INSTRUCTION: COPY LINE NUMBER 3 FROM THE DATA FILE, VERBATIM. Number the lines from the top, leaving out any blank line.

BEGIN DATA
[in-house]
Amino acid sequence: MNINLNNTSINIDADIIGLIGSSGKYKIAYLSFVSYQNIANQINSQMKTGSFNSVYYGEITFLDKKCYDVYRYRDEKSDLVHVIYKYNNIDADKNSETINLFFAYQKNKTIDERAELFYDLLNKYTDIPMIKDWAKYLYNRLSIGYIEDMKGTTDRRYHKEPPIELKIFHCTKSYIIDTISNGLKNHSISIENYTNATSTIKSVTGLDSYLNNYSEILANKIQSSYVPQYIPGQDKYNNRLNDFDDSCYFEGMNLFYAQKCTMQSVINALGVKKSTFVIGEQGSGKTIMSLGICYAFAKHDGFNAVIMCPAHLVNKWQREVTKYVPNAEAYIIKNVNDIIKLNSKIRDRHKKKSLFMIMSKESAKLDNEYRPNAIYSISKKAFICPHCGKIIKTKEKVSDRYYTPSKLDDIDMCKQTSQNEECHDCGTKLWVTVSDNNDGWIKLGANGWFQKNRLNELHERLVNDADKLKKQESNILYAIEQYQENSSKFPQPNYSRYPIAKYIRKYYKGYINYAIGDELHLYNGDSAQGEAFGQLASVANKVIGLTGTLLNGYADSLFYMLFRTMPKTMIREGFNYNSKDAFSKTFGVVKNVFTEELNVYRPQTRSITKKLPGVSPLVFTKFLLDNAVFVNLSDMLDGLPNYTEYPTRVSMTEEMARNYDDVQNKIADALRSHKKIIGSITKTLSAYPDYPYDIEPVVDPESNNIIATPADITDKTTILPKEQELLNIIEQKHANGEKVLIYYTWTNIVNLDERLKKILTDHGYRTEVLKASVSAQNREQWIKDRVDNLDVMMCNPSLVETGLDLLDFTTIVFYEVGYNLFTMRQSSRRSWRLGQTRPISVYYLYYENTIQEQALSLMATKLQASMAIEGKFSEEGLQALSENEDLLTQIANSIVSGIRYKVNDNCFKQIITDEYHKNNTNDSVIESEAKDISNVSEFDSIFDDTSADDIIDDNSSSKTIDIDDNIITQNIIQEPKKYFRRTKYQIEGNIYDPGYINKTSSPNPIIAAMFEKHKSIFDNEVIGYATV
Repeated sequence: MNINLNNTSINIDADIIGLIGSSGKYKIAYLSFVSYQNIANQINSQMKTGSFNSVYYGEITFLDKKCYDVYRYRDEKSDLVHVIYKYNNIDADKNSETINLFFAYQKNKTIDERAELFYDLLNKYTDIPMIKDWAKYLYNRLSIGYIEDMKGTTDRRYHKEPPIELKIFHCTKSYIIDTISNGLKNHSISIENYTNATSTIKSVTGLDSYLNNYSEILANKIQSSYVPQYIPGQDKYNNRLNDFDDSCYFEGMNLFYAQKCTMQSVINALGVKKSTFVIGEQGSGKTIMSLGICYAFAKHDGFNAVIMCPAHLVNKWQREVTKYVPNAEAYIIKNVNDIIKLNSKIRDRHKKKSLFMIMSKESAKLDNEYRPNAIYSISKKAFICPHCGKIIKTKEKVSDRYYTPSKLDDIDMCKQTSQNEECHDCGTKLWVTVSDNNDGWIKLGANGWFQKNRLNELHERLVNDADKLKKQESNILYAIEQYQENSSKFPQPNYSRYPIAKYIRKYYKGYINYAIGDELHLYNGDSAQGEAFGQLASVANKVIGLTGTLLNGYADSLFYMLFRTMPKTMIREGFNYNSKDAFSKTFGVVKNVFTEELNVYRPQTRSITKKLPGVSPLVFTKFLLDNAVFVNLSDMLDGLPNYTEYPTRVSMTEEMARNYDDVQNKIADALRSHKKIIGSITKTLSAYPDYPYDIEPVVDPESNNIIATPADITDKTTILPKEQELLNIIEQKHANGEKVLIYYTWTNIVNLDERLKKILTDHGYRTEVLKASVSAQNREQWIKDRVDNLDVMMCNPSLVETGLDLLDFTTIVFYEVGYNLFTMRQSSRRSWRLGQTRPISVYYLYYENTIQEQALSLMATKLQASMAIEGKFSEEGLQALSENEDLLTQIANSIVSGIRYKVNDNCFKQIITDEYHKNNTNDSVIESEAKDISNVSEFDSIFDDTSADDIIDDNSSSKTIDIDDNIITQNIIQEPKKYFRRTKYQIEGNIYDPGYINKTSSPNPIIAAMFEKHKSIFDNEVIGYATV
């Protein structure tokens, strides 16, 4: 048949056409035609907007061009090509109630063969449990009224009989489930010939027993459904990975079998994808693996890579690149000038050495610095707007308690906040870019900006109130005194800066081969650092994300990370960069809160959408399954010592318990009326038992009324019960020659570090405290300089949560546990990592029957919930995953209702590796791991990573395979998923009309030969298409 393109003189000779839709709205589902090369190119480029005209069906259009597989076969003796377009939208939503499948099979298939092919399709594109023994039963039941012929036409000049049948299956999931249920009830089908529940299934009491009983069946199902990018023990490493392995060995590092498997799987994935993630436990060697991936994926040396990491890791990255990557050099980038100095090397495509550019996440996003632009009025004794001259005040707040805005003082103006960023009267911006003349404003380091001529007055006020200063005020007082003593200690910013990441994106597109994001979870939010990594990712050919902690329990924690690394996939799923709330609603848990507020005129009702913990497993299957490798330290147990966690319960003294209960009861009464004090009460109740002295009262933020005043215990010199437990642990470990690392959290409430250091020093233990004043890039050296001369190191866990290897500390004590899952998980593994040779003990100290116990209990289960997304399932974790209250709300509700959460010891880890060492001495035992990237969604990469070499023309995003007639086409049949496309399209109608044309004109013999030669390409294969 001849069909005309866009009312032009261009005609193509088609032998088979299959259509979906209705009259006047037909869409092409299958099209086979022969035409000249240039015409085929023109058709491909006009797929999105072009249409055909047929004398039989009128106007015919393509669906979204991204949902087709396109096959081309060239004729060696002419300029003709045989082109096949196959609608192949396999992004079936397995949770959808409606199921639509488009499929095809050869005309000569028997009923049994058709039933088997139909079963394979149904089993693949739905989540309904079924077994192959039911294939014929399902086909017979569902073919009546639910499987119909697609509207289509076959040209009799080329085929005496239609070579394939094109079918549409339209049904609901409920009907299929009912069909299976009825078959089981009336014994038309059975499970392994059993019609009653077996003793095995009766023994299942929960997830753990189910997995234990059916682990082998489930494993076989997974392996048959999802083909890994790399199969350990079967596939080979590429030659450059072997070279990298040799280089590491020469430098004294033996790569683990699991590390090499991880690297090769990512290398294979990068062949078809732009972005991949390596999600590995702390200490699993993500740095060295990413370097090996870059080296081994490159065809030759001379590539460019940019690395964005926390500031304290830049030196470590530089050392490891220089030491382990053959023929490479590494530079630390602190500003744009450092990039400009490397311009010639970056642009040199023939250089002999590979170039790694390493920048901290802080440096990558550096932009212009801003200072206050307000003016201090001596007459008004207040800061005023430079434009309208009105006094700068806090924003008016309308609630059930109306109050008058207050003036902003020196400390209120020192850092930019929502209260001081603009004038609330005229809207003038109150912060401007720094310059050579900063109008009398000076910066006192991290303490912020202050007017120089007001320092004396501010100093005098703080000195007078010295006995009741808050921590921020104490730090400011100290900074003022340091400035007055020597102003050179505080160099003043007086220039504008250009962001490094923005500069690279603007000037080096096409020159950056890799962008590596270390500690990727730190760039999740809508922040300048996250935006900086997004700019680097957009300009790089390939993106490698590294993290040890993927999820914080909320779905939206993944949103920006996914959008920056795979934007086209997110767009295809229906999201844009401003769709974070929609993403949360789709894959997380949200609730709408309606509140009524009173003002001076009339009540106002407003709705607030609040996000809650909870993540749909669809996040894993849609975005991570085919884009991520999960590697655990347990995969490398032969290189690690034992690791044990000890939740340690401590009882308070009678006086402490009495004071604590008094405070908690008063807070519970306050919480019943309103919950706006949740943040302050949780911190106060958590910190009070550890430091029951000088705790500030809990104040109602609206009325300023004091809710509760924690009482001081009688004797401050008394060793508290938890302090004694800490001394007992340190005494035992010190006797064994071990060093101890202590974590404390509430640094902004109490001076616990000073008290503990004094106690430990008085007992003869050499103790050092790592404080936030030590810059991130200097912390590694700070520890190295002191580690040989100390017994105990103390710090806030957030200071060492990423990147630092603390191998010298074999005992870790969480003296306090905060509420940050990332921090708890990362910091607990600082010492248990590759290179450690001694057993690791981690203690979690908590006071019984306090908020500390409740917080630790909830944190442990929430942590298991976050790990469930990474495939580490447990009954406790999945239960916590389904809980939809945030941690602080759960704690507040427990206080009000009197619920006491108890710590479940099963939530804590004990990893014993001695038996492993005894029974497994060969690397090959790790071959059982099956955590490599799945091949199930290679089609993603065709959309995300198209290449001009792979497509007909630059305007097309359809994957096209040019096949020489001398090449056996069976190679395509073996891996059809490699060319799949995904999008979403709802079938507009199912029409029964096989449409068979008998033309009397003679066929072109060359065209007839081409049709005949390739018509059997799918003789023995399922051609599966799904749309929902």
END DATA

Repeated sequence: MNINLNNTSINIDADIIGLIGSSGKYKIAYLSFVSYQNIANQINSQMKTGSFNSVYYGEITFLDKKCYDVYRYRDEKSDLVHVIYKYNNIDADKNSETINLFFAYQKNKTIDERAELFYDLLNKYTDIPMIKDWAKYLYNRLSIGYIEDMKGTTDRRYHKEPPIELKIFHCTKSYIIDTISNGLKNHSISIENYTNATSTIKSVTGLDSYLNNYSEILANKIQSSYVPQYIPGQDKYNNRLNDFDDSCYFEGMNLFYAQKCTMQSVINALGVKKSTFVIGEQGSGKTIMSLGICYAFAKHDGFNAVIMCPAHLVNKWQREVTKYVPNAEAYIIKNVNDIIKLNSKIRDRHKKKSLFMIMSKESAKLDNEYRPNAIYSISKKAFICPHCGKIIKTKEKVSDRYYTPSKLDDIDMCKQTSQNEECHDCGTKLWVTVSDNNDGWIKLGANGWFQKNRLNELHERLVNDADKLKKQESNILYAIEQYQENSSKFPQPNYSRYPIAKYIRKYYKGYINYAIGDELHLYNGDSAQGEAFGQLASVANKVIGLTGTLLNGYADSLFYMLFRTMPKTMIREGFNYNSKDAFSKTFGVVKNVFTEELNVYRPQTRSITKKLPGVSPLVFTKFLLDNAVFVNLSDMLDGLPNYTEYPTRVSMTEEMARNYDDVQNKIADALRSHKKIIGSITKTLSAYPDYPYDIEPVVDPESNNIIATPADITDKTTILPKEQELLNIIEQKHANGEKVLIYYTWTNIVNLDERLKKILTDHGYRTEVLKASVSAQNREQWIKDRVDNLDVMMCNPSLVETGLDLLDFTTIVFYEVGYNLFTMRQSSRRSWRLGQTRPISVYYLYYENTIQEQALSLMATKLQASMAIEGKFSEEGLQALSENEDLLTQIANSIVSGIRYKVNDNCFKQIITDEYHKNNTNDSVIESEAKDISNVSEFDSIFDDTSADDIIDDNSSSKTIDIDDNIITQNIIQEPKKYFRRTKYQIEGNIYDPGYINKTSSPNPIIAAMFEKHKSIFDNEVIGYATV